New York Natural Heritage Program
Lyre-tipped Spreadwing
Lestes unguiculatus Hagen, 1861
Stephen Diehl and Vici Zaremba
Family: Spreadwings (Lestidae)

State Protection: Not Listed
The species is not listed or protected by New York State.

Federal Protection: Not Listed

State Rarity Rank: S2S3
A State Rarity Rank of S2S3 means: Imperiled or Vulnerable in New York - Very vulnerable to disappearing from New York, or vulnerable to becoming imperiled in New York, due to rarity or other factors; typically 6 to 80 populations or locations in New York, few individuals, restricted range, few remaining acres (or miles of stream), and/or recent and widespread declines. More information is needed to assign a single conservation status.

Global Rarity Rank: G5
A Global Rarity Rank of G5 means: Demonstrably secure globally, though it may be quite rare in parts of its range, especially at the periphery.

Did you know?
The Lyre-tipped Spreadwing is so named because the paraprocts (terminal appendages) on the tip of the abdomen on males are divergent and form a lyre (the stringed instrument) shape.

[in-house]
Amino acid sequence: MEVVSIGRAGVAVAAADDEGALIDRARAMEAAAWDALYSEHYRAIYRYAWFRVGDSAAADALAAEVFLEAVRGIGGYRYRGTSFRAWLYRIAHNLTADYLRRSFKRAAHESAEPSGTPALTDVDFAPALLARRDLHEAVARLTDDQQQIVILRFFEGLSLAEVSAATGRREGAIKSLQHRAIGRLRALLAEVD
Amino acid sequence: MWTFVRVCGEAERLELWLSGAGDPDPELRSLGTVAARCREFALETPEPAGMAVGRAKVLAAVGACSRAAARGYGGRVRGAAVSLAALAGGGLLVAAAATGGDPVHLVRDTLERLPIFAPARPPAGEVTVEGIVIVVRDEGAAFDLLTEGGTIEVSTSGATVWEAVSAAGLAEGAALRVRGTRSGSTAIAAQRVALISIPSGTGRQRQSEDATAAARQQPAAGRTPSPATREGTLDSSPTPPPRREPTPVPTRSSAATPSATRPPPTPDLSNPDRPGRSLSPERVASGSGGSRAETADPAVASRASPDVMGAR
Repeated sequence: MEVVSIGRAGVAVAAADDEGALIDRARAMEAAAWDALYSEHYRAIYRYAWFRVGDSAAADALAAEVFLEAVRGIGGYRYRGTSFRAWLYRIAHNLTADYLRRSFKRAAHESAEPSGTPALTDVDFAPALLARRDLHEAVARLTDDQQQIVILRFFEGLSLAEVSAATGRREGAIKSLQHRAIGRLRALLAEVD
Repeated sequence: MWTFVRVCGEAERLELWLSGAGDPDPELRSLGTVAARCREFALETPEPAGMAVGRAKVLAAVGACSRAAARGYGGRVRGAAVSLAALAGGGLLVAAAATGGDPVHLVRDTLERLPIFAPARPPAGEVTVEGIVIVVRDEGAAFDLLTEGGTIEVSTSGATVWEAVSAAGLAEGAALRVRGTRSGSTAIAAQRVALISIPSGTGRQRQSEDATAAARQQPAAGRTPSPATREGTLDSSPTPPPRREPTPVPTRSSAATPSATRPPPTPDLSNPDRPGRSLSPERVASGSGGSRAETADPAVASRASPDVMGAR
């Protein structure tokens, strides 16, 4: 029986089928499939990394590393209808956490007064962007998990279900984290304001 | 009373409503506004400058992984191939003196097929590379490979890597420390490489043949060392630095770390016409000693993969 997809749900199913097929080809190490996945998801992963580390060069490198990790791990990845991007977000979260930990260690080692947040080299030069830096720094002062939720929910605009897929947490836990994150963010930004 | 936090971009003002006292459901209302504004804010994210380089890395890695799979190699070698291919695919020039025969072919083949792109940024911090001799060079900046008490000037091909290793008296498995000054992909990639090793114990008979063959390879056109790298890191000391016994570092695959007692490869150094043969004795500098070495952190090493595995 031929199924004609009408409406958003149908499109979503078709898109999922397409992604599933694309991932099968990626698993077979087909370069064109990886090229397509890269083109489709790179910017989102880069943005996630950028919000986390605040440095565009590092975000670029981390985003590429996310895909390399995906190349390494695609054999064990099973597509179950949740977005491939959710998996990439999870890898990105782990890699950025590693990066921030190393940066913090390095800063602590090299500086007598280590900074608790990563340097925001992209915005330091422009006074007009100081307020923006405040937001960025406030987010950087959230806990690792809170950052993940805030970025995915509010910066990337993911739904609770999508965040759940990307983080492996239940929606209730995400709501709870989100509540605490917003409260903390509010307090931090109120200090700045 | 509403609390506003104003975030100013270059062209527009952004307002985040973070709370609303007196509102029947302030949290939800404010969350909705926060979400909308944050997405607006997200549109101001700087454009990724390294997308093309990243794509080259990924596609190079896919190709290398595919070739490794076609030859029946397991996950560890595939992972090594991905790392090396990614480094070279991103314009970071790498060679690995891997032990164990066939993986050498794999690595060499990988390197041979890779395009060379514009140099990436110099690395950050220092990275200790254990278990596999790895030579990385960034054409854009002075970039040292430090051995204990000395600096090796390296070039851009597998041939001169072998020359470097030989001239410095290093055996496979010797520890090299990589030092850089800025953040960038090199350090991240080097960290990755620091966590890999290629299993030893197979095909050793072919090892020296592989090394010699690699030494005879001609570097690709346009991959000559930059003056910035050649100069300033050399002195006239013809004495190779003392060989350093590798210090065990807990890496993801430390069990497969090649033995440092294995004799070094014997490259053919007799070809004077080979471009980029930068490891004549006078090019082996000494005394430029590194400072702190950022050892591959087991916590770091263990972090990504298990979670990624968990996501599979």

State Ranking Justification [-]
In New York, Lestes unguiculatus was known from 26 counties (Donnelly 1999) across New York prior to the beginning of the New York Dragonfly and Damselfly Survey (NYDDS, 2005-2009). It was documented in 9 locations within four counties in this region of the state during the NYDDS (White et al. 2010). The species appears to be sporadic or episodic in its occurrence in the state and presence can vary greatly from year to year across sites. But with this consideration, the species records over a five year period (2005-2009) compared with previous records appears to be declining.

Short-term Trends [-]

Long-term Trends [-]